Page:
I began to run the scenerio through my head.  What if we came upon a bear and it was at all aggressive? I pictured myself tucking Maya into my belly, curling around her like a question mark, and crouching into a desperate version of child's pose with her safely inside.  I realized, with startling clarity, that I would serve myself up on a platter for a bear if it meant even a slight chance at saving my daughter. 

This kind of love, a love that is so uniquely specific to parents a children, yet it is found so abundantly in the human race... if it could be translated to the world at large, imagine the good that could come from it.
There are so many gifts to being a mom, to being Maya's mom.   The way Maya handles life, with ease and joy and gratitude, makes me admire and appreciate her so much. She teaches me how to be more spontaneous, more playful, to see the joy in the single flower petal that has fallen soundlessly to the ground or the way a beam of sunlight makes the kitchen floor look especially radiant.  She loves with such an open, unguarded and generous heart and makes it easier for me to do so.  There is not a day that goes by that Maya doesn't teach me something.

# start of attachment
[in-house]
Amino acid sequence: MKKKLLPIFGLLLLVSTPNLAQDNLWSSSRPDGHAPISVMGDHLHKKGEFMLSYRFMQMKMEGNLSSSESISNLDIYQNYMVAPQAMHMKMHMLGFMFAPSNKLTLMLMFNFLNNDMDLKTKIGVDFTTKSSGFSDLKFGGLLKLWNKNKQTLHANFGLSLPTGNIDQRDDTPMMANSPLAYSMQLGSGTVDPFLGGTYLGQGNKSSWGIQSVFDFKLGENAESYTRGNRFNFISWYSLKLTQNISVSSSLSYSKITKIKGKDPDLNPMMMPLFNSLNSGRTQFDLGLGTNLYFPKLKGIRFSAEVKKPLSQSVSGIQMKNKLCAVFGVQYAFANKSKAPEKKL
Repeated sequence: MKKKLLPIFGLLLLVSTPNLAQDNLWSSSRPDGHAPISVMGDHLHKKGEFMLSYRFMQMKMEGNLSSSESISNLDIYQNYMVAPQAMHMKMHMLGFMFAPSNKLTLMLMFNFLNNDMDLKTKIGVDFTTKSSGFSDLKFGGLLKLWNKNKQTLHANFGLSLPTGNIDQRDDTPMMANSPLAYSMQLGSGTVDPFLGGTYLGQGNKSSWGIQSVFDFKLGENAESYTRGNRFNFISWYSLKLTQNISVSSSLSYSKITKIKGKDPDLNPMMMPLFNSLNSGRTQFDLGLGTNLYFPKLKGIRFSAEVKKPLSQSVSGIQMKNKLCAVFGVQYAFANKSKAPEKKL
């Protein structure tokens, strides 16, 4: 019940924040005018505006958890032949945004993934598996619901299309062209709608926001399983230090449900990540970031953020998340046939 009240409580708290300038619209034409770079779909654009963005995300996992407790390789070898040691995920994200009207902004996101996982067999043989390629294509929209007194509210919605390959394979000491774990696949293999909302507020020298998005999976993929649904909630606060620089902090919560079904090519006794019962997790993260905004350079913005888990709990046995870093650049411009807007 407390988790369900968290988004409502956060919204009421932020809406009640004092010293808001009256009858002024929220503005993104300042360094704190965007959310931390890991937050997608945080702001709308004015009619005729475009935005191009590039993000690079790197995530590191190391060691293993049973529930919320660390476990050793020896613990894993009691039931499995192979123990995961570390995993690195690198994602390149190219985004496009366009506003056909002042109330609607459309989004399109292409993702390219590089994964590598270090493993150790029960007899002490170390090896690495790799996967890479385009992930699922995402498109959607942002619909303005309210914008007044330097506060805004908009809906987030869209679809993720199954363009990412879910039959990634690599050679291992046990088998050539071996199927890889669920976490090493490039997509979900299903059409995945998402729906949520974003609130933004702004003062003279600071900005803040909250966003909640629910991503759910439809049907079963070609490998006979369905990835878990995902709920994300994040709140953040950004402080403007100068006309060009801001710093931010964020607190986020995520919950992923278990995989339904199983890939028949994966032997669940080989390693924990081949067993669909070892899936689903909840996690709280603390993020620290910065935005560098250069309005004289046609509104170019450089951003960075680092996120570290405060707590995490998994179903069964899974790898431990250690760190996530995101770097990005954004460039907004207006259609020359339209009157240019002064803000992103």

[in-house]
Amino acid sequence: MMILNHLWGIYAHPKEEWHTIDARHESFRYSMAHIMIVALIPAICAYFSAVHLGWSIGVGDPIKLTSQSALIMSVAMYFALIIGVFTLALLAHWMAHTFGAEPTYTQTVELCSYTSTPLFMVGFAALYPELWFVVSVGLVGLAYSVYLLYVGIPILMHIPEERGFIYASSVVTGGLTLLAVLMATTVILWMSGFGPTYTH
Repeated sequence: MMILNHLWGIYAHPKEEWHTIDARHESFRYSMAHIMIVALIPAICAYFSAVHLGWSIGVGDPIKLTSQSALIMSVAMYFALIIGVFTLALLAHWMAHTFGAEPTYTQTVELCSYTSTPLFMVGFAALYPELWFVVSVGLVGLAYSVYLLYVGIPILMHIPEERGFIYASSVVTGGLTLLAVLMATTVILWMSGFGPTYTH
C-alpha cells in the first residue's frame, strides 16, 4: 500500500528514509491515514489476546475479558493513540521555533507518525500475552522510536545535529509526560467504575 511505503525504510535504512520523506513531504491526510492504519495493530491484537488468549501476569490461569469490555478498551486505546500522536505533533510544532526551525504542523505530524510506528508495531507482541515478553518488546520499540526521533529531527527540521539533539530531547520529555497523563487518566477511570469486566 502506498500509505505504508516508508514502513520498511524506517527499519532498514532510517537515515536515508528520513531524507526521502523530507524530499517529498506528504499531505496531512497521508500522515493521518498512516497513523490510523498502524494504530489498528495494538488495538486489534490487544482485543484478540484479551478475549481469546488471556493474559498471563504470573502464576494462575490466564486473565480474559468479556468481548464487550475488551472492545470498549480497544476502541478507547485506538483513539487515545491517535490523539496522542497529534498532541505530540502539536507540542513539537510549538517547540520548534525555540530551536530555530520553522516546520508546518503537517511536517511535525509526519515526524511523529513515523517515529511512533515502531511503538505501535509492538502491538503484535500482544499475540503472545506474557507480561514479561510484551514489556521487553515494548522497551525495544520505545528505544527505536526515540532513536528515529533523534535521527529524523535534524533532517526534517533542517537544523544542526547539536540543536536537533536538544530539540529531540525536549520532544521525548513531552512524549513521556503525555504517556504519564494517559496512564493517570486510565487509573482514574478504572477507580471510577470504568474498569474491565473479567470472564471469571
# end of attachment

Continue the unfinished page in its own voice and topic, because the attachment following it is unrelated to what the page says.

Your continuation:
And then there is the fact that in Maya's world, everything holds the possibility of playing monkey.

Yesterday, Maya came running into the house saying, "The baby birds are gone out of the nest!! And the Momma bird too! They are gone!" She had been keeping close watch on our neighbors baby birds.

I replied, "Honey, this is a good thing. It means the baby birds have gotten big enough to fly out of the nest and go out on their own."

She stamped her foot. "This is NOT a good thing! I don't want them to get bigger. I want them to stay in the nest forever!"

Oh, don't I understand that.  Better than she realizes.

Maya, ever the competitor, loves to say things like, "I love you more than you love me." We often say, "I love you bigger than the world."  And she will say, "I love you more than that."  Today I told her I loved her more than chocolate.  She looked amazed.  I told her I loved her more than pasta (her favorite).  She looked utterly astonished, her mouth making a big O.  Then, quick as a whip, she replied, "I love you more than that!"